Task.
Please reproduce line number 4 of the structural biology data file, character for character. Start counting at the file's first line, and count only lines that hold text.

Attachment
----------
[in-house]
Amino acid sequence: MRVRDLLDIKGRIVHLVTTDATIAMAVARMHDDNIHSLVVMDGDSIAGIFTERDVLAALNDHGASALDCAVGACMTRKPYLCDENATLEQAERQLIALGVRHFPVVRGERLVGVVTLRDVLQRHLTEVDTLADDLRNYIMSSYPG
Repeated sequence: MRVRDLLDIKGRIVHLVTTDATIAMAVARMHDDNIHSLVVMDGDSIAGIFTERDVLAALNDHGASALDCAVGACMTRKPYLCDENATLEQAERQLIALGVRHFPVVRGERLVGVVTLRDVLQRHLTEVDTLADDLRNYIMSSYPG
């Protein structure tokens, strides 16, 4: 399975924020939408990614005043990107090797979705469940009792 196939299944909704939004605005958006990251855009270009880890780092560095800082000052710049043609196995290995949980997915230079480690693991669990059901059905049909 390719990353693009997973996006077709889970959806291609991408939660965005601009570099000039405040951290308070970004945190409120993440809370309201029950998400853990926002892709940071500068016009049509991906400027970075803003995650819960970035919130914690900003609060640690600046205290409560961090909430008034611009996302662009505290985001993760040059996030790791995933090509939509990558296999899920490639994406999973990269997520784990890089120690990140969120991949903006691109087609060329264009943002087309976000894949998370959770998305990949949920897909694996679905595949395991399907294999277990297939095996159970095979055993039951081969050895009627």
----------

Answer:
């Protein structure tokens, strides 16, 4: 399975924020939408990614005043990107090797979705469940009792 196939299944909704939004605005958006990251855009270009880890780092560095800082000052710049043609196995290995949980997915230079480690693991669990059901059905049909 390719990353693009997973996006077709889970959806291609991408939660965005601009570099000039405040951290308070970004945190409120993440809370309201029950998400853990926002892709940071500068016009049509991906400027970075803003995650819960970035919130914690900003609060640690600046205290409560961090909430008034611009996302662009505290985001993760040059996030790791995933090509939509990558296999899920490639994406999973990269997520784990890089120690990140969120991949903006691109087609060329264009943002087309976000894949998370959770998305990949949920897909694996679905595949395991399907294999277990297939095996159970095979055993039951081969050895009627």